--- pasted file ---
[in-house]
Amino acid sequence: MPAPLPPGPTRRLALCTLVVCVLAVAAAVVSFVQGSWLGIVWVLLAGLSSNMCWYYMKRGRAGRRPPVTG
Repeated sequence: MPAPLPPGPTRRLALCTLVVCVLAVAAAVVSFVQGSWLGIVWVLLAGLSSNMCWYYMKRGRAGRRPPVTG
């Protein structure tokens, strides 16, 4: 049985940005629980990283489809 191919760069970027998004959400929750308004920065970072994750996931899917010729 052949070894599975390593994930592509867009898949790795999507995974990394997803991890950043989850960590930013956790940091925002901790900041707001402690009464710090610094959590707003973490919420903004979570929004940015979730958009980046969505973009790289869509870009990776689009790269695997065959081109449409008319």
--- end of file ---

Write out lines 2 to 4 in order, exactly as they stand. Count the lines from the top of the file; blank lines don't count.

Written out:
Amino acid sequence: MPAPLPPGPTRRLALCTLVVCVLAVAAAVVSFVQGSWLGIVWVLLAGLSSNMCWYYMKRGRAGRRPPVTG
Repeated sequence: MPAPLPPGPTRRLALCTLVVCVLAVAAAVVSFVQGSWLGIVWVLLAGLSSNMCWYYMKRGRAGRRPPVTG
């Protein structure tokens, strides 16, 4: 049985940005629980990283489809 191919760069970027998004959400929750308004920065970072994750996931899917010729 052949070894599975390593994930592509867009898949790795999507995974990394997803991890950043989850960590930013956790940091925002901790900041707001402690009464710090610094959590707003973490919420903004979570929004940015979730958009980046969505973009790289869509870009990776689009790269695997065959081109449409008319």